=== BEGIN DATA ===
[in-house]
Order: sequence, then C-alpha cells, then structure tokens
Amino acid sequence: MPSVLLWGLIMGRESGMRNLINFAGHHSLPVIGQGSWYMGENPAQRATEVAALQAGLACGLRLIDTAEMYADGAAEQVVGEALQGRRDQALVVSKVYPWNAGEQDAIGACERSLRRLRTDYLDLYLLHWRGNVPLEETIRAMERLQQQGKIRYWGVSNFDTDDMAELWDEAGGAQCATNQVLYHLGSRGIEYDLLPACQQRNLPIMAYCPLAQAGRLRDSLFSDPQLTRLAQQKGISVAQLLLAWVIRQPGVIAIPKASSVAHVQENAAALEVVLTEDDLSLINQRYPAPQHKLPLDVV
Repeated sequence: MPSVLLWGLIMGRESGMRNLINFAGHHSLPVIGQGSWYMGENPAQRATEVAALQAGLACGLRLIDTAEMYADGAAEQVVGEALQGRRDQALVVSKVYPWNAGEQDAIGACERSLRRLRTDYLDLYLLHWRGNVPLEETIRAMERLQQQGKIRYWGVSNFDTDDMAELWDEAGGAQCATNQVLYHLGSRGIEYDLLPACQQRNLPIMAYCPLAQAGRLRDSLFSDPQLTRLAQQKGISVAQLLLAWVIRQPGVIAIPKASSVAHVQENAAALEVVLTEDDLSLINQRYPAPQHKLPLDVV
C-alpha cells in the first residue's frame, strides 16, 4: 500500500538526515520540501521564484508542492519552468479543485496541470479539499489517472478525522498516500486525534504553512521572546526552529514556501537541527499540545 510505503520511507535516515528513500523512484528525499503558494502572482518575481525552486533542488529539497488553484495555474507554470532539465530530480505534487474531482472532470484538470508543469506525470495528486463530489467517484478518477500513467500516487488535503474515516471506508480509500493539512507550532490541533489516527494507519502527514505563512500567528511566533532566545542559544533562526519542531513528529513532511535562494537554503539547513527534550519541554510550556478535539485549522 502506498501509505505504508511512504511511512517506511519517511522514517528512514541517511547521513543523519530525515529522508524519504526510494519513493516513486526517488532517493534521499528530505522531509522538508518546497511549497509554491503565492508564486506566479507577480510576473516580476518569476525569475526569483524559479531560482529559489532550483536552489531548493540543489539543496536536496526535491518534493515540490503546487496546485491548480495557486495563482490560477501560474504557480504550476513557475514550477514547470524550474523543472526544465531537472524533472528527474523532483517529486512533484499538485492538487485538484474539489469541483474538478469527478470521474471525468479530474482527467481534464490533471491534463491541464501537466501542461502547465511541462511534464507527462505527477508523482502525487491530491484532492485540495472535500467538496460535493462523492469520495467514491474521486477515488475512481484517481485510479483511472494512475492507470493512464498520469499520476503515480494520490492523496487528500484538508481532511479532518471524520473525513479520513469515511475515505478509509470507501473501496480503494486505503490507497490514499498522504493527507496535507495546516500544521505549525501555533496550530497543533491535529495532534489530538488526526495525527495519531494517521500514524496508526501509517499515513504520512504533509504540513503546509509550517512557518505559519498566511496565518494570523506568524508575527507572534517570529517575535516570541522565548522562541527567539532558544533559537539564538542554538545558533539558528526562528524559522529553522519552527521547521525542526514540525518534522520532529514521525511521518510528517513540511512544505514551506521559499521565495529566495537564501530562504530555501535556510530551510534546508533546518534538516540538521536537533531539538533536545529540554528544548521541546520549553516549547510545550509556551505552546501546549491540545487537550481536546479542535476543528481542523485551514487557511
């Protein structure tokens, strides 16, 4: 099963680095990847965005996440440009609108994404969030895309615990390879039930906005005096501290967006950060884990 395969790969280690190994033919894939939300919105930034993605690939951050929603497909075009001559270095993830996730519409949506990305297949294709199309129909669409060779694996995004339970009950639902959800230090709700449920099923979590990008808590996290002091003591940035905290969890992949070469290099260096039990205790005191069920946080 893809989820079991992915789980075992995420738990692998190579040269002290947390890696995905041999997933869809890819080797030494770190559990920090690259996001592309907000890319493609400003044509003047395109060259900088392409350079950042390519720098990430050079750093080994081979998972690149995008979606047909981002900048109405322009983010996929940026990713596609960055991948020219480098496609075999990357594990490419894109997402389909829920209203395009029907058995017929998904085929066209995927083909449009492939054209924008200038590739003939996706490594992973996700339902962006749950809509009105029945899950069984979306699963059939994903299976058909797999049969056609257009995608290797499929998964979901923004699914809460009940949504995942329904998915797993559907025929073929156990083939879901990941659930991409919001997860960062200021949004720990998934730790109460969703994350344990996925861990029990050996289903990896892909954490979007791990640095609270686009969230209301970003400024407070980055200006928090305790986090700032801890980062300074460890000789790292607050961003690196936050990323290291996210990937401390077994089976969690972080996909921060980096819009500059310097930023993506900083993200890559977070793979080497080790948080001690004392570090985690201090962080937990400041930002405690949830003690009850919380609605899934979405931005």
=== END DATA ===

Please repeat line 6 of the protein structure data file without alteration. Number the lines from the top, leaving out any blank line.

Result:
């Protein structure tokens, strides 16, 4: 099963680095990847965005996440440009609108994404969030895309615990390879039930906005005096501290967006950060884990 395969790969280690190994033919894939939300919105930034993605690939951050929603497909075009001559270095993830996730519409949506990305297949294709199309129909669409060779694996995004339970009950639902959800230090709700449920099923979590990008808590996290002091003591940035905290969890992949070469290099260096039990205790005191069920946080 893809989820079991992915789980075992995420738990692998190579040269002290947390890696995905041999997933869809890819080797030494770190559990920090690259996001592309907000890319493609400003044509003047395109060259900088392409350079950042390519720098990430050079750093080994081979998972690149995008979606047909981002900048109405322009983010996929940026990713596609960055991948020219480098496609075999990357594990490419894109997402389909829920209203395009029907058995017929998904085929066209995927083909449009492939054209924008200038590739003939996706490594992973996700339902962006749950809509009105029945899950069984979306699963059939994903299976058909797999049969056609257009995608290797499929998964979901923004699914809460009940949504995942329904998915797993559907025929073929156990083939879901990941659930991409919001997860960062200021949004720990998934730790109460969703994350344990996925861990029990050996289903990896892909954490979007791990640095609270686009969230209301970003400024407070980055200006928090305790986090700032801890980062300074460890000789790292607050961003690196936050990323290291996210990937401390077994089976969690972080996909921060980096819009500059310097930023993506900083993200890559977070793979080497080790948080001690004392570090985690201090962080937990400041930002405690949830003690009850919380609605899934979405931005």